This book is actually a collection of interconnected stories by different creators (two writers and two artists, but mostly Englehart and Rogers), which are tied together through the continuing narratives involving Bruce Wayne's latest love interest, Silver St. Cloud, and the Robert Thorne criminal empire. However, although it's great fun, be warned that this story is old. If you're the kind of Batman reader who is only familiar with the stories mentioned above, and some other newer graphic novels, then the retro style of writing might take you some adjustment. The dialogue will probably seem out-of-date, the lengthy internal monologues might seem ridiculous, and the characterisation won't be as fleshed out as what you're used to. One of its biggest failings, for instance, is that the relationship between Bruce and Silver, the fundamental aspect of this story, comes across as forced and unrealistic. But if you can get over these problems, and appreciate it for what it is, then this book should be a real treat, although it certainly isn't for everyone. That said though, Englehart's writing stands up to today's standards of comic book writing better than most other writers of that period I've come across, while the artwork of both Marshall Rogers and Walter Simonson is still as great as ever.
Interestingly, the plot involving Silver St. Cloud was never taken up by future writers, and so Englehart and Rogers themselves would return to Batman 30 years later to continue this story in a sequel-of-sorts, Batman: Dark Detective. I won't go into my thoughts on that story here, except to say that it's a decent, though inessential, follow-up.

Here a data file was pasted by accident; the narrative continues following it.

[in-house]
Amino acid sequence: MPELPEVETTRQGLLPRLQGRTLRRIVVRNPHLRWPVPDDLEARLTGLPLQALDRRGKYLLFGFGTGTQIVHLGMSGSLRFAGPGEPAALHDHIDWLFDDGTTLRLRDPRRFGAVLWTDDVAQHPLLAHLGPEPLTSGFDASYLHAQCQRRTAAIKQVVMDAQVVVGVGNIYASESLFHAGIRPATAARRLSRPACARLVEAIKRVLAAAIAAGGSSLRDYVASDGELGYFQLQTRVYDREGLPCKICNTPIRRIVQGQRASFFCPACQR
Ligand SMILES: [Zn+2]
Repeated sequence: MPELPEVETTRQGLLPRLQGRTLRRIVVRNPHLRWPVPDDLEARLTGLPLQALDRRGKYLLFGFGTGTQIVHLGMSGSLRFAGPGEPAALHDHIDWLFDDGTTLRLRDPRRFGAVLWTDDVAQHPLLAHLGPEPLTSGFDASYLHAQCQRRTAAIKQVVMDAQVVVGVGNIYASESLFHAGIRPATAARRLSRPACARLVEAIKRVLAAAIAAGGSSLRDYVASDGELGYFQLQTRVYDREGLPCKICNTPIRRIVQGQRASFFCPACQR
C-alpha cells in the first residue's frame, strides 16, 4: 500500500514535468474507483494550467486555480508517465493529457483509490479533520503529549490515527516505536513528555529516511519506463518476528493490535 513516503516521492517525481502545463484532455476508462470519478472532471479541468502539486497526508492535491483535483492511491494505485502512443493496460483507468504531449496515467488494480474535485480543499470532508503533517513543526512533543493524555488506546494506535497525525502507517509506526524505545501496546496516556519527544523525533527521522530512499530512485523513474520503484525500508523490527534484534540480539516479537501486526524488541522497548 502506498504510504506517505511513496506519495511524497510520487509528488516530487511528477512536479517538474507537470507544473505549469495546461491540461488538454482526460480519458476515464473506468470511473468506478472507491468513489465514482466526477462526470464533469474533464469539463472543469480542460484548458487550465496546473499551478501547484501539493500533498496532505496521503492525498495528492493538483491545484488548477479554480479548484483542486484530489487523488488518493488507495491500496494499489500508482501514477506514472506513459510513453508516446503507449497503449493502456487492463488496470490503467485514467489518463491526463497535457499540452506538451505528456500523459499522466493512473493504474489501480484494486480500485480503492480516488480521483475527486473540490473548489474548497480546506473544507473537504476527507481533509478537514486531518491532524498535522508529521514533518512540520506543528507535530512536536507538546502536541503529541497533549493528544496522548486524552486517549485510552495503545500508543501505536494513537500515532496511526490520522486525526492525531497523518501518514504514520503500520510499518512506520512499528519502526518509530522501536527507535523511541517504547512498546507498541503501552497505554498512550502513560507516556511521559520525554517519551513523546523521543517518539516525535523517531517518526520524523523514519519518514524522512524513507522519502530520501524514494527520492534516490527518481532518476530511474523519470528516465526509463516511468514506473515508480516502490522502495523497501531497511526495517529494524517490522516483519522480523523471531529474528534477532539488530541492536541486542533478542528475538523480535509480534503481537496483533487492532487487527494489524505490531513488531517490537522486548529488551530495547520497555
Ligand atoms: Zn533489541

The first two issues in this collection are okay, not great, just good. However, the opening of the third issue lets you know that the series is picking through the incorporation of shadows. I love that each issue could be good as a stand-alone but each issue builds upon the previous as a behind-the-scenes plot-line progresses. I like this Rupert Throne, who starts as a ruthless corrupt politician who finally snaps and goes crazy. I love how we're teased that the joker is returning for multiple issues before he actually does. The joker remains out of vision for that time which makes his grand entrance that much more epic. Hugo Strange also worked very well, as he is the namesake apparition. I also love the romance between Silver and Bruce, because they would go great together but by the end you know they couldn't be together, making for a tragic love story. What's truly tragic is that this book ends with many unanswered questions, such as who was the lady who stopped at Wayne Towers or who left the detector for Batman to find (granted, the answer is obvious but it is left unanswered until 1983!). However, I will overlook that because this comic did something most people think didn't happen until Frank Miller's The Dark Knight Returns: it showed that Batman could be both cool and dark. Definitely a good buy.